We live in machines but are not machines. Restless forms imagine new presents, where past and future meet. As becoming-digital beings, we retain and engage the problem of embodiment, which needs a world, needs other forms, needs to die. Death is our stake: neither early nor late.

Poetry is music, and nothing but music. — Amiri Baraka 

Poetry is heard; it is the heard thing. — Erín Moure

Materiality and embodiment

Dani Zelko with Jennifer Ponce de León

PennSound podcast #66

Photo by Dani Zelko.
Photo by Dani Zelko.

Argentine poet Dani Zelko was joined in the Wexler Studio at the Kelly Writers House by Jennifer Ponce de León to discuss North Border: forced migrations (Gato Negro, 2019)the latest installment of Zelko’s Reunión project. Zelko and Ponce de León’s conversation explores the Reunión writing procedure as a “reciprocal work,” the book as a political object, migrant and feminist agencies, and artistic production as means to form community.

The Duncan/Olson dichotomy

A review of two volumes

review
Photos of Robert Duncan (left) and Charles Olson (right) by Jonathan Williams, from the Yale Collection of American Literature, Beinecke Rare Book and Manuscript Collection. Used with permission of Thomas Meyer.

Here are two elusive pieces of the context of midcentury American poetics. The Robert Duncan/Charles Olson letters have been available, until now, only in the brief reviews of each other that the poets extracted from them (“near-far Mister Olson” and “Against Wisdom as Such”), passages quoted by scholars who have been able to visit the archive at Storrs, and handfuls in Sulfur, Poetry, and Olson’s Selected Letters.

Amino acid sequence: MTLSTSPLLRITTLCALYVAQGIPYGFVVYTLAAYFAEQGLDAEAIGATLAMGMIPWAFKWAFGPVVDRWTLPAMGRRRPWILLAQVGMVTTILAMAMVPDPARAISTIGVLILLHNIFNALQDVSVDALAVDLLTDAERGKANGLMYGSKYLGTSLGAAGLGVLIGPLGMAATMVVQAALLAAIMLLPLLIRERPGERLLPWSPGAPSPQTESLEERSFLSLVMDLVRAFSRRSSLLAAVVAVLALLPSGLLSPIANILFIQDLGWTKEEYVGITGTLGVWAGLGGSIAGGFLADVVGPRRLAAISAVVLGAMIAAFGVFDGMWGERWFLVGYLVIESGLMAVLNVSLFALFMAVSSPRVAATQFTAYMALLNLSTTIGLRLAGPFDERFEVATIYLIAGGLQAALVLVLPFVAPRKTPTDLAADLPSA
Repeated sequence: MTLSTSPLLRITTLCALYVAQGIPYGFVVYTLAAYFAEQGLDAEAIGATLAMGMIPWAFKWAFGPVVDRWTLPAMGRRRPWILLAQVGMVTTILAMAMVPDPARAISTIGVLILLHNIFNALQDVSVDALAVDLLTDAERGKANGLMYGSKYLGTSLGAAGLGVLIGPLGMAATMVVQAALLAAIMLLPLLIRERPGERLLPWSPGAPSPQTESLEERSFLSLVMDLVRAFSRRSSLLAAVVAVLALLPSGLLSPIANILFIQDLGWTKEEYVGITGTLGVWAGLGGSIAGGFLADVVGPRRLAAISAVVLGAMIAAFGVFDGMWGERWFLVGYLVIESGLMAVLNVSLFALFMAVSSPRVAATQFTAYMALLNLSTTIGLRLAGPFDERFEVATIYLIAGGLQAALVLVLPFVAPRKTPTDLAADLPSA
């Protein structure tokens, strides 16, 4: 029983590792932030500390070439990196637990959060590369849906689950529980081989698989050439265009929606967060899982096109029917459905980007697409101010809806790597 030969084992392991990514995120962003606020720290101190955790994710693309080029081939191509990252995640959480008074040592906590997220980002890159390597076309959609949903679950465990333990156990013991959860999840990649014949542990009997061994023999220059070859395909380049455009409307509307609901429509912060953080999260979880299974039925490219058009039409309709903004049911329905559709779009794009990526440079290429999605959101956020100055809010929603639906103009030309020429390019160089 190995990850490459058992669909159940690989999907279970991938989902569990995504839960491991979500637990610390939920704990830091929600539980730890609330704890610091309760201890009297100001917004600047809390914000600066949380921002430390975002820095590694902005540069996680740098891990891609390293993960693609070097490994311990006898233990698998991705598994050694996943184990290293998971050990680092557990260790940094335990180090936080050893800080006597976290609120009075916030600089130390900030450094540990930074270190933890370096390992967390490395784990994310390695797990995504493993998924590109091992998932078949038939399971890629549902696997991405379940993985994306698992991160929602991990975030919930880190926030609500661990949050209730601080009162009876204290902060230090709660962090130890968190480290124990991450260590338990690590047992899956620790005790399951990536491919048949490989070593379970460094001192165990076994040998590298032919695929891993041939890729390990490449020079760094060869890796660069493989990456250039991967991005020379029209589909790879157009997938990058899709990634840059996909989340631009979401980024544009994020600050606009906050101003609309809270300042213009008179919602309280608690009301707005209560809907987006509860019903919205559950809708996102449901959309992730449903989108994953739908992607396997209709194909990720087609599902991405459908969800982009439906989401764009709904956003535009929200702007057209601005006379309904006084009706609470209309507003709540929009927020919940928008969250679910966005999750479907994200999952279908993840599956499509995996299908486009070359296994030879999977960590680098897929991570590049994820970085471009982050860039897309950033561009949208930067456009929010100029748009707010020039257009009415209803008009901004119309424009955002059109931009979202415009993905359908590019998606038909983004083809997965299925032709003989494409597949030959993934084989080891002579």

Caleb Beckwith and Suzanne Stein in conversation

'Political Subject'

Note: Caleb Beckwith and I have been corresponding about poetry, poetics, and poetry community since becoming friends sometime in 2015, shortly after he moved to the Bay Area from Philadelphia. Late in 2018, I suggested we have a more formal conversation about his new book, Political Subject, recently released from Roof Books. 

Note: Caleb Beckwith and I have been corresponding about poetry, poetics, and poetry community since becoming friends sometime in 2015, shortly after he moved to the Bay Area from Philadelphia. Late in 2018, I suggested we have a more formal conversation about his new book, Political Subject, recently released from Roof Books.